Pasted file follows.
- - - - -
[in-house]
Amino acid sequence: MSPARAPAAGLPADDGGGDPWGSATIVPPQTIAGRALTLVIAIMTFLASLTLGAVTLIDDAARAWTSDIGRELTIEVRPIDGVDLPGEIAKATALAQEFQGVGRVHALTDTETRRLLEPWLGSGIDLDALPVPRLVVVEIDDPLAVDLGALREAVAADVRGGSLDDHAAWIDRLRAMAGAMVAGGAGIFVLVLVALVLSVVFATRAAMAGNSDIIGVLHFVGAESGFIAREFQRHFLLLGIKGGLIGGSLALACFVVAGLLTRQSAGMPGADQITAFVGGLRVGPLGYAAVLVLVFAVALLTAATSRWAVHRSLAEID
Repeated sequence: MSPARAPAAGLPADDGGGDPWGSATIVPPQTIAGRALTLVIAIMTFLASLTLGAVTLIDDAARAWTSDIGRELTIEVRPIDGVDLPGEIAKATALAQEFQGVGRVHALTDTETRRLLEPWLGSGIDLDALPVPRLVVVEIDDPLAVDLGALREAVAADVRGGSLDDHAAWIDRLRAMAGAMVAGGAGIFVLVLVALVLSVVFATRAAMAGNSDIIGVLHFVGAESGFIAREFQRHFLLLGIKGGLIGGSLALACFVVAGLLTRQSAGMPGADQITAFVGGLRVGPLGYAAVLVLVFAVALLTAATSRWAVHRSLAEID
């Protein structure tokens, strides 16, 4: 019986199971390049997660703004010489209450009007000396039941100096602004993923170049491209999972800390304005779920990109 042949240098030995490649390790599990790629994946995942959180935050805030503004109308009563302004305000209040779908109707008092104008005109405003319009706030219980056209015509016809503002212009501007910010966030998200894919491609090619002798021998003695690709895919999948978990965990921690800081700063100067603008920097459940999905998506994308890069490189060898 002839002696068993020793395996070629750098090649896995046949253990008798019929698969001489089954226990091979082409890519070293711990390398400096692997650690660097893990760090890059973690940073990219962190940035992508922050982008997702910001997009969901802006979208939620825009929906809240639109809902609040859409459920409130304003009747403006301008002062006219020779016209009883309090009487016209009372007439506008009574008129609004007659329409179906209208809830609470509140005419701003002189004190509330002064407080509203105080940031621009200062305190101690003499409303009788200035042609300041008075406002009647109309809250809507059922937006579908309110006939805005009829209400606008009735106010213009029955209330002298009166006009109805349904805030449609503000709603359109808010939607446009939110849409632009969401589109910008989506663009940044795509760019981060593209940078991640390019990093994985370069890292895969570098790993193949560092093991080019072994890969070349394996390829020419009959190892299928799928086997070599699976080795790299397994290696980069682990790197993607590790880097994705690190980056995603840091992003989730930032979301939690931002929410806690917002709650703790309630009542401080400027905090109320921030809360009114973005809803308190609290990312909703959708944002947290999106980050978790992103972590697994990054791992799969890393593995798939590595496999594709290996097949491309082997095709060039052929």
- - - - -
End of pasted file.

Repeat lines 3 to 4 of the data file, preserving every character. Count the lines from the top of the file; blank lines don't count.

Repeated sequence: MSPARAPAAGLPADDGGGDPWGSATIVPPQTIAGRALTLVIAIMTFLASLTLGAVTLIDDAARAWTSDIGRELTIEVRPIDGVDLPGEIAKATALAQEFQGVGRVHALTDTETRRLLEPWLGSGIDLDALPVPRLVVVEIDDPLAVDLGALREAVAADVRGGSLDDHAAWIDRLRAMAGAMVAGGAGIFVLVLVALVLSVVFATRAAMAGNSDIIGVLHFVGAESGFIAREFQRHFLLLGIKGGLIGGSLALACFVVAGLLTRQSAGMPGADQITAFVGGLRVGPLGYAAVLVLVFAVALLTAATSRWAVHRSLAEID
């Protein structure tokens, strides 16, 4: 019986199971390049997660703004010489209450009007000396039941100096602004993923170049491209999972800390304005779920990109 042949240098030995490649390790599990790629994946995942959180935050805030503004109308009563302004305000209040779908109707008092104008005109405003319009706030219980056209015509016809503002212009501007910010966030998200894919491609090619002798021998003695690709895919999948978990965990921690800081700063100067603008920097459940999905998506994308890069490189060898 002839002696068993020793395996070629750098090649896995046949253990008798019929698969001489089954226990091979082409890519070293711990390398400096692997650690660097893990760090890059973690940073990219962190940035992508922050982008997702910001997009969901802006979208939620825009929906809240639109809902609040859409459920409130304003009747403006301008002062006219020779016209009883309090009487016209009372007439506008009574008129609004007659329409179906209208809830609470509140005419701003002189004190509330002064407080509203105080940031621009200062305190101690003499409303009788200035042609300041008075406002009647109309809250809507059922937006579908309110006939805005009829209400606008009735106010213009029955209330002298009166006009109805349904805030449609503000709603359109808010939607446009939110849409632009969401589109910008989506663009940044795509760019981060593209940078991640390019990093994985370069890292895969570098790993193949560092093991080019072994890969070349394996390829020419009959190892299928799928086997070599699976080795790299397994290696980069682990790197993607590790880097994705690190980056995603840091992003989730930032979301939690931002929410806690917002709650703790309630009542401080400027905090109320921030809360009114973005809803308190609290990312909703959708944002947290999106980050978790992103972590697994990054791992799969890393593995798939590595496999594709290996097949491309082997095709060039052929």